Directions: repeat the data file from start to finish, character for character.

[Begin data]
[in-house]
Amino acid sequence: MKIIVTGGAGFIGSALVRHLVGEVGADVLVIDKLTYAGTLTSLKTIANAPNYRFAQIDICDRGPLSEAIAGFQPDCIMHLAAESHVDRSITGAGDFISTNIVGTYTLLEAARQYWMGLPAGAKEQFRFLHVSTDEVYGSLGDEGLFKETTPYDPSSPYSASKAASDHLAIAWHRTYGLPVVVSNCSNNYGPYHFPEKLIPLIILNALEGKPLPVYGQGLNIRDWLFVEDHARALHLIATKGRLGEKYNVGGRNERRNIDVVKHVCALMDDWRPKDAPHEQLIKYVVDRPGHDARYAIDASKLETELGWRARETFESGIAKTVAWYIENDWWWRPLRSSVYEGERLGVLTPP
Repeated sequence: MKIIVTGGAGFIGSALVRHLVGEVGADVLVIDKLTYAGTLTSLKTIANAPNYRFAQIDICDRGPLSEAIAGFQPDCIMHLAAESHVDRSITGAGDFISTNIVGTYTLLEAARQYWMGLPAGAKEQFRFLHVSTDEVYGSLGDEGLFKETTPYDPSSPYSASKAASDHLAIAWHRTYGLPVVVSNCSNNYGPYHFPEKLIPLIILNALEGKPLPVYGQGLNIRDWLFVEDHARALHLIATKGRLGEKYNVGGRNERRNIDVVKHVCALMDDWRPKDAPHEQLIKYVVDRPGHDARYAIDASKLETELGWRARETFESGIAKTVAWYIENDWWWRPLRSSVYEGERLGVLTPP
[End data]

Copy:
[in-house]
Amino acid sequence: MKIIVTGGAGFIGSALVRHLVGEVGADVLVIDKLTYAGTLTSLKTIANAPNYRFAQIDICDRGPLSEAIAGFQPDCIMHLAAESHVDRSITGAGDFISTNIVGTYTLLEAARQYWMGLPAGAKEQFRFLHVSTDEVYGSLGDEGLFKETTPYDPSSPYSASKAASDHLAIAWHRTYGLPVVVSNCSNNYGPYHFPEKLIPLIILNALEGKPLPVYGQGLNIRDWLFVEDHARALHLIATKGRLGEKYNVGGRNERRNIDVVKHVCALMDDWRPKDAPHEQLIKYVVDRPGHDARYAIDASKLETELGWRARETFESGIAKTVAWYIENDWWWRPLRSSVYEGERLGVLTPP
Repeated sequence: MKIIVTGGAGFIGSALVRHLVGEVGADVLVIDKLTYAGTLTSLKTIANAPNYRFAQIDICDRGPLSEAIAGFQPDCIMHLAAESHVDRSITGAGDFISTNIVGTYTLLEAARQYWMGLPAGAKEQFRFLHVSTDEVYGSLGDEGLFKETTPYDPSSPYSASKAASDHLAIAWHRTYGLPVVVSNCSNNYGPYHFPEKLIPLIILNALEGKPLPVYGQGLNIRDWLFVEDHARALHLIATKGRLGEKYNVGGRNERRNIDVVKHVCALMDDWRPKDAPHEQLIKYVVDRPGHDARYAIDASKLETELGWRARETFESGIAKTVAWYIENDWWWRPLRSSVYEGERLGVLTPP